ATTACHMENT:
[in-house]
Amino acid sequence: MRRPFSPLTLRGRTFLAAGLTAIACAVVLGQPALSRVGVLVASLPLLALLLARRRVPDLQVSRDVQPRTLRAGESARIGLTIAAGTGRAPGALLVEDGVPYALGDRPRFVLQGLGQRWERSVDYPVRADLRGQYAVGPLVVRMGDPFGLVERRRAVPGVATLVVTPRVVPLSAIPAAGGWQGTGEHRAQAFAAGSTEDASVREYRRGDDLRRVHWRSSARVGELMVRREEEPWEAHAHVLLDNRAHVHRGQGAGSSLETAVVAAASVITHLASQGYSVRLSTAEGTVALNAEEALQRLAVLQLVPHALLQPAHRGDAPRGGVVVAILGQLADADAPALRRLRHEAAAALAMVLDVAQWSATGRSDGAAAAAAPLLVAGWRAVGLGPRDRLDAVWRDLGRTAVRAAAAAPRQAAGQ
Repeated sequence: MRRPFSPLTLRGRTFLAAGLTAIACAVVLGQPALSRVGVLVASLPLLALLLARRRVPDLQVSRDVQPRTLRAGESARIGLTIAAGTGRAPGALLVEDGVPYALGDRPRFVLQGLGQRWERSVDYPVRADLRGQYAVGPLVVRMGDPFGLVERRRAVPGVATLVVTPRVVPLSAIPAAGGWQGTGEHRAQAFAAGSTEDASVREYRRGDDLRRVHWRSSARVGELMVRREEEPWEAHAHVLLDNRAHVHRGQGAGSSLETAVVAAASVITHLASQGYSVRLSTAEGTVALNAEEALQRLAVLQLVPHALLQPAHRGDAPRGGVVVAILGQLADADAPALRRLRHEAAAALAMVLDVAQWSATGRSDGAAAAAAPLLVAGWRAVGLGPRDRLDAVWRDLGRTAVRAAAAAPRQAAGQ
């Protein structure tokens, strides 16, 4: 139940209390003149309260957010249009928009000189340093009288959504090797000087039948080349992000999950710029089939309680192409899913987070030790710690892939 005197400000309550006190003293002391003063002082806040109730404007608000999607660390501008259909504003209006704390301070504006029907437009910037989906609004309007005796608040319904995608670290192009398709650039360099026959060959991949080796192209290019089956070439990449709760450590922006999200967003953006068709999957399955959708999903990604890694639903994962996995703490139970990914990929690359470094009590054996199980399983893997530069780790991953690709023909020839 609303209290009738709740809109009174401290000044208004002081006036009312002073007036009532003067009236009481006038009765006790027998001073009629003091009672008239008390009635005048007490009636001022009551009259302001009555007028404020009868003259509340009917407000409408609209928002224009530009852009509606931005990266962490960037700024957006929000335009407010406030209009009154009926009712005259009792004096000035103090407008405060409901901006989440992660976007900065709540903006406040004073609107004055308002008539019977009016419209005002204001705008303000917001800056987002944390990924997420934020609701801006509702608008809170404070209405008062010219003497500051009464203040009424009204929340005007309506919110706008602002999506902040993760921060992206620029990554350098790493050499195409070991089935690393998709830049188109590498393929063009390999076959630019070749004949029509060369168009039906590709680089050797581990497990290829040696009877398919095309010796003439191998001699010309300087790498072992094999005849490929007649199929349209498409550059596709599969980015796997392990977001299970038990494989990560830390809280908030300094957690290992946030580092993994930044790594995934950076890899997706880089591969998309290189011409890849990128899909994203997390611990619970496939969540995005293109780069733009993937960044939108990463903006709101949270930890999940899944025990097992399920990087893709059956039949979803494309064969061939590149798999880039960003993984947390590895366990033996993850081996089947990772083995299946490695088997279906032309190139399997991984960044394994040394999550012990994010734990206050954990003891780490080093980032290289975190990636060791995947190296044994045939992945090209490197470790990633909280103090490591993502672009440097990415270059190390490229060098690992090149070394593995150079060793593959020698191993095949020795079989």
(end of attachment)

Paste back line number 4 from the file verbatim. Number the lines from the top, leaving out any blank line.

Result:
């Protein structure tokens, strides 16, 4: 139940209390003149309260957010249009928009000189340093009288959504090797000087039948080349992000999950710029089939309680192409899913987070030790710690892939 005197400000309550006190003293002391003063002082806040109730404007608000999607660390501008259909504003209006704390301070504006029907437009910037989906609004309007005796608040319904995608670290192009398709650039360099026959060959991949080796192209290019089956070439990449709760450590922006999200967003953006068709999957399955959708999903990604890694639903994962996995703490139970990914990929690359470094009590054996199980399983893997530069780790991953690709023909020839 609303209290009738709740809109009174401290000044208004002081006036009312002073007036009532003067009236009481006038009765006790027998001073009629003091009672008239008390009635005048007490009636001022009551009259302001009555007028404020009868003259509340009917407000409408609209928002224009530009852009509606931005990266962490960037700024957006929000335009407010406030209009009154009926009712005259009792004096000035103090407008405060409901901006989440992660976007900065709540903006406040004073609107004055308002008539019977009016419209005002204001705008303000917001800056987002944390990924997420934020609701801006509702608008809170404070209405008062010219003497500051009464203040009424009204929340005007309506919110706008602002999506902040993760921060992206620029990554350098790493050499195409070991089935690393998709830049188109590498393929063009390999076959630019070749004949029509060369168009039906590709680089050797581990497990290829040696009877398919095309010796003439191998001699010309300087790498072992094999005849490929007649199929349209498409550059596709599969980015796997392990977001299970038990494989990560830390809280908030300094957690290992946030580092993994930044790594995934950076890899997706880089591969998309290189011409890849990128899909994203997390611990619970496939969540995005293109780069733009993937960044939108990463903006709101949270930890999940899944025990097992399920990087893709059956039949979803494309064969061939590149798999880039960003993984947390590895366990033996993850081996089947990772083995299946490695088997279906032309190139399997991984960044394994040394999550012990994010734990206050954990003891780490080093980032290289975190990636060791995947190296044994045939992945090209490197470790990633909280103090490591993502672009440097990415270059190390490229060098690992090149070394593995150079060793593959020698191993095949020795079989």